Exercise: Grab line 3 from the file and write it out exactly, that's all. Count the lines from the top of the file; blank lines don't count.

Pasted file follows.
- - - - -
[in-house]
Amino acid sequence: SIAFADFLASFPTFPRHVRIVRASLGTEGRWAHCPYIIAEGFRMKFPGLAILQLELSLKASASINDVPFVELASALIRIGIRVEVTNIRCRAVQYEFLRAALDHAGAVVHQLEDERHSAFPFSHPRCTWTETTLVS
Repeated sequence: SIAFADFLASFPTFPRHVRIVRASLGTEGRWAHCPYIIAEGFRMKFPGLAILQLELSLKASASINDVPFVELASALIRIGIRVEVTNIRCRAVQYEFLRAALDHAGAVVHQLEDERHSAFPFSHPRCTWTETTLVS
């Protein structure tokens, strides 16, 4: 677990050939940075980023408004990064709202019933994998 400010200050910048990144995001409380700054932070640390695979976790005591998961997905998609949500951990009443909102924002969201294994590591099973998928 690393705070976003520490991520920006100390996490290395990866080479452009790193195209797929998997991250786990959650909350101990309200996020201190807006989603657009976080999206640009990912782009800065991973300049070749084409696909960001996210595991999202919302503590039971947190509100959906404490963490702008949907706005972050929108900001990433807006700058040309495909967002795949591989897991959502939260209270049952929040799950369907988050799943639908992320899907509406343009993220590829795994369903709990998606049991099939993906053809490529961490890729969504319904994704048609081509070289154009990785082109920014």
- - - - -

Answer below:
Repeated sequence: SIAFADFLASFPTFPRHVRIVRASLGTEGRWAHCPYIIAEGFRMKFPGLAILQLELSLKASASINDVPFVELASALIRIGIRVEVTNIRCRAVQYEFLRAALDHAGAVVHQLEDERHSAFPFSHPRCTWTETTLVS